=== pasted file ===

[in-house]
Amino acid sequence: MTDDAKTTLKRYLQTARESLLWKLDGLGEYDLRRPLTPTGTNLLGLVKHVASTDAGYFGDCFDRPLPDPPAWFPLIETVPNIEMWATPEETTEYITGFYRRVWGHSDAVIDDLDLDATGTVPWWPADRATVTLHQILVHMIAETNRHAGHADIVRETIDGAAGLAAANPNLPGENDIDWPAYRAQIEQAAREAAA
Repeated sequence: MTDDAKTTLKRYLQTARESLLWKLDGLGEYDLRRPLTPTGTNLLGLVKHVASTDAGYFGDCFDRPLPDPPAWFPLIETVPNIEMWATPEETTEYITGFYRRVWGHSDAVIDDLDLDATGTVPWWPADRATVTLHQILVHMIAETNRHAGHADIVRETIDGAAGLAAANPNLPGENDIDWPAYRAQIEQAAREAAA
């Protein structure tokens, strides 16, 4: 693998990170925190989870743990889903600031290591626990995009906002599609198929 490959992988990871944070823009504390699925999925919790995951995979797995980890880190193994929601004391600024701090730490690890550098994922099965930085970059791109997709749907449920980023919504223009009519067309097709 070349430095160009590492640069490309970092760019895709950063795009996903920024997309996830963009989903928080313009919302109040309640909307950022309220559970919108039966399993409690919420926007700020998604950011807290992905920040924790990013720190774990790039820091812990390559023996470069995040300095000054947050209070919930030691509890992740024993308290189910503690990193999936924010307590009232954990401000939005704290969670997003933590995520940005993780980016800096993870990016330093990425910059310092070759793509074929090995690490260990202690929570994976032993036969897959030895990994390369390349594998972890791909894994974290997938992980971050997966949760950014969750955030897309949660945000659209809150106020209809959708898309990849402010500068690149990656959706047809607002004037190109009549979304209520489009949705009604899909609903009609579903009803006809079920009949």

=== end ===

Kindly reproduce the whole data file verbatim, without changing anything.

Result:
[in-house]
Amino acid sequence: MTDDAKTTLKRYLQTARESLLWKLDGLGEYDLRRPLTPTGTNLLGLVKHVASTDAGYFGDCFDRPLPDPPAWFPLIETVPNIEMWATPEETTEYITGFYRRVWGHSDAVIDDLDLDATGTVPWWPADRATVTLHQILVHMIAETNRHAGHADIVRETIDGAAGLAAANPNLPGENDIDWPAYRAQIEQAAREAAA
Repeated sequence: MTDDAKTTLKRYLQTARESLLWKLDGLGEYDLRRPLTPTGTNLLGLVKHVASTDAGYFGDCFDRPLPDPPAWFPLIETVPNIEMWATPEETTEYITGFYRRVWGHSDAVIDDLDLDATGTVPWWPADRATVTLHQILVHMIAETNRHAGHADIVRETIDGAAGLAAANPNLPGENDIDWPAYRAQIEQAAREAAA
């Protein structure tokens, strides 16, 4: 693998990170925190989870743990889903600031290591626990995009906002599609198929 490959992988990871944070823009504390699925999925919790995951995979797995980890880190193994929601004391600024701090730490690890550098994922099965930085970059791109997709749907449920980023919504223009009519067309097709 070349430095160009590492640069490309970092760019895709950063795009996903920024997309996830963009989903928080313009919302109040309640909307950022309220559970919108039966399993409690919420926007700020998604950011807290992905920040924790990013720190774990790039820091812990390559023996470069995040300095000054947050209070919930030691509890992740024993308290189910503690990193999936924010307590009232954990401000939005704290969670997003933590995520940005993780980016800096993870990016330093990425910059310092070759793509074929090995690490260990202690929570994976032993036969897959030895990994390369390349594998972890791909894994974290997938992980971050997966949760950014969750955030897309949660945000659209809150106020209809959708898309990849402010500068690149990656959706047809607002004037190109009549979304209520489009949705009604899909609903009609579903009803006809079920009949």